Citizens Police Academy – Part VI: Juvenile Diversion Program

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Background: The Cleveland Heights Police Department has launched a Citizens Police Academy for members of the community who are interested in learning more about how the police department operates. The first course runs 6-9 p.m. on Monday and Tuesday evenings, for seven weeks beginning Aug. 11 and ending Sept. 30, 2014. This blog post is one of a series about my experience in the program. Click here for the full series.

It’s easy to forget that police officers have the same range of reactions as the rest of us to crime, poverty, drugs, violence, squalor, hopelessness.

For many people, just the highlights that make the news provide all the evidence needed to conclude the world is coming to an end.

Police officers see a lot more than the highlights.

When responding to a domestic violence call, the officer’s priorities are to stabilize the situation, calm down the parties, separate them if possible and investigate whether an arrest is necessary. The dispassion this requires doesn’t mean they’re blind to the trauma that someone has experienced at the hands of a loved one.

When an under-supervised kid with a dysfunctional home gets nabbed for theft, fighting or buying drugs, the police are required to make an arrest. But it doesn’t mean they’re unaware a young life may be circling the drain.

When  the news brings me down, I exercise my the ability to tune it out. Police officers don’t have that luxury.

With more than 20 years on the force, CHPD Inv. Falisa Berry thinks about this a lot. She’s working on a Ph.D. in psychology, and her thesis is on “vicarious trauma” in police officers – how the suffering of other people affects them.

To hear Berry discuss her own frequent encounters with domestic violence over the years is to understand she didn’t pull this thesis topic out of thin air.

But Berry is also head of the city’s Juvenile Diversion Program, which means she’s doing something most police officers can’t; she’s getting involved with people before the worst happens.

The Juvenile Diversion Program only began this January. It identifies first-time, non-violent offenders, 17 or younger, and tries to help them turn around before they get into more serious trouble.

The program runs in cooperation with Cuyahoga County Juvenile Court, which identifies candidates and essentially turns them over to the care of their home town.

Officially, the kids’ cases move back to the Cleveland Heights court system, where sanctions include a mentoring program that Berry has developed. It involves group sessions, counseling, supervision and community service.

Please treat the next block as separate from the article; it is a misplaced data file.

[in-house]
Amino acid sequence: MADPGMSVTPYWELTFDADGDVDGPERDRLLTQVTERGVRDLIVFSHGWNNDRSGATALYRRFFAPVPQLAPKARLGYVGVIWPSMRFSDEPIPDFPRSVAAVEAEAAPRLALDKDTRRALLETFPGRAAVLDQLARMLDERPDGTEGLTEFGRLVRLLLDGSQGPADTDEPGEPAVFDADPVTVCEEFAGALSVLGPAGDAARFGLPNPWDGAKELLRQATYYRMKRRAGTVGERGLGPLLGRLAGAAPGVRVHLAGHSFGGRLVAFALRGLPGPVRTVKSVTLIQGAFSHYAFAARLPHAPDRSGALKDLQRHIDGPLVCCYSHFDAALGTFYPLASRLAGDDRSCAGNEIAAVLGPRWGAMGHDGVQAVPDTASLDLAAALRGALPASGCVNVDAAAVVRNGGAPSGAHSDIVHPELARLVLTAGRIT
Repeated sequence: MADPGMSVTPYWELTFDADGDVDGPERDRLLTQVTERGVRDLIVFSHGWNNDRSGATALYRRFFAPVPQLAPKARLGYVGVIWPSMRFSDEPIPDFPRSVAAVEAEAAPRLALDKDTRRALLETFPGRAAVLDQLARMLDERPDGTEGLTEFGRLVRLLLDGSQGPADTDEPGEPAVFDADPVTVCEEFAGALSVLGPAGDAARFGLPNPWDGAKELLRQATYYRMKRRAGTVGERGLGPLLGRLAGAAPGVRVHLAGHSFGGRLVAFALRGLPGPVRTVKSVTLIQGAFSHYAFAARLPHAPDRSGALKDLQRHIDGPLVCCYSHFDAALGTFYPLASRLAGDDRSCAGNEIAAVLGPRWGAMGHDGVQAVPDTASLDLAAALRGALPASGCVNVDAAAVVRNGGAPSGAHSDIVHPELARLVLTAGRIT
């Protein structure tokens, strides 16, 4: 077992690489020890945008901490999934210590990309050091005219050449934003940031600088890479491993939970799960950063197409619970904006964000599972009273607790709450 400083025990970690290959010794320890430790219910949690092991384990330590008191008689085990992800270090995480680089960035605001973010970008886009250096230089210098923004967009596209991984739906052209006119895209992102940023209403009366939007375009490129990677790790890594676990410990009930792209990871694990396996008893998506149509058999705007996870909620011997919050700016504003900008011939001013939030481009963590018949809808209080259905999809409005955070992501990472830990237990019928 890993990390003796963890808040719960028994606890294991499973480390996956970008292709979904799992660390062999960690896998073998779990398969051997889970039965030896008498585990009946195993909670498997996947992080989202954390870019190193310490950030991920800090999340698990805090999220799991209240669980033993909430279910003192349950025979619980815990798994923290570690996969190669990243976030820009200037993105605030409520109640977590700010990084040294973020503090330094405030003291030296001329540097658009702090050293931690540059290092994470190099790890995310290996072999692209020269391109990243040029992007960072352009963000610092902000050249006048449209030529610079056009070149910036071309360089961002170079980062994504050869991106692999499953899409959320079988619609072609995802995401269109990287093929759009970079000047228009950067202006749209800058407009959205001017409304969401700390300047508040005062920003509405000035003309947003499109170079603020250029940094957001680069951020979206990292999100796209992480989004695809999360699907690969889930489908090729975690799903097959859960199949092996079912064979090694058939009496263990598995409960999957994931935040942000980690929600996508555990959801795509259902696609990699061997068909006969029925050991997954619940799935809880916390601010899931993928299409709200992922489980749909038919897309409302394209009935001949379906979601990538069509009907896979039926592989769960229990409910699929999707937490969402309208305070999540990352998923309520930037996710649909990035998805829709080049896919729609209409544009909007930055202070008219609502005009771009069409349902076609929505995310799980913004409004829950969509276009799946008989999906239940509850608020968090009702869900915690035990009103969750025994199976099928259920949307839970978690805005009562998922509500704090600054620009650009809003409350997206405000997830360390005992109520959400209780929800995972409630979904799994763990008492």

“These are good kids who made bad choices,” Berry said. Because kids in the program are minors, parental permission is required for participation; parental involvement is not. “I try not to focus on the parents; they’ve had their chance.”

When Berry spoke to us at the Citizens Police Academy, she brought D., who had agreed to talk about her experience in the program. D. talks and dresses like any other high school girl; she has a bright smile and a soft voice.

She was arrested after joining a fight at the public library.

“Most people think of it like a punishment, but it’s not,” D. said of the Juvenile Diversion Program. “Mostly we talk about communication and long-term goals and how to deal with other people and solve problem.” Looking at Berry, D. added: “She talks straight to us. She tells it like it is.”

“Has it affected how you’re doing in school?” someone asked.

D. hesitated. “Well… I wasn’t doing that bad before…”

“Yes you were,” Berry interrupted. D. smiled and went silent, acknowledging the sudden example of straight talk. “But she’s getting straight A’s right now,” Berry said.

Currently the program is full, with 40 kids actively involved, another 15 waiting for a spot to open and no shortage of prospects in the pipeline. Berry acknowledged that “not everyone is going to make it. Some of these kids are really damaged. Most of them don’t have positive role models. Maybe I can reach some of them. I hope I can.”

As we all know, Cleveland Heights has plenty of kids who need more supervision, more direction, more people to invest in them. This is a symptom of poverty, and with more than half the students in the Cleveland Hts.-University Hts. City School District qualifying for the federal free lunch program, we have more than our share of poverty here.

Is it the job of the police department to do social work? Perhaps not. But if it doesn’t go after kids before they get ruined, it’ll be chasing them down later. More trauma.

I don’t know much about the people who have been charged in the homicide of Arrion Smiley earlier this month or Jim Brennan this summer. But I don’t think I’m on thin ice to declare them lost causes who just need to be put away.

But not very long ago, they were kids too. Maybe funny kids, with a sense of humor and a warm smile. At one point, there was still hope for each of them.


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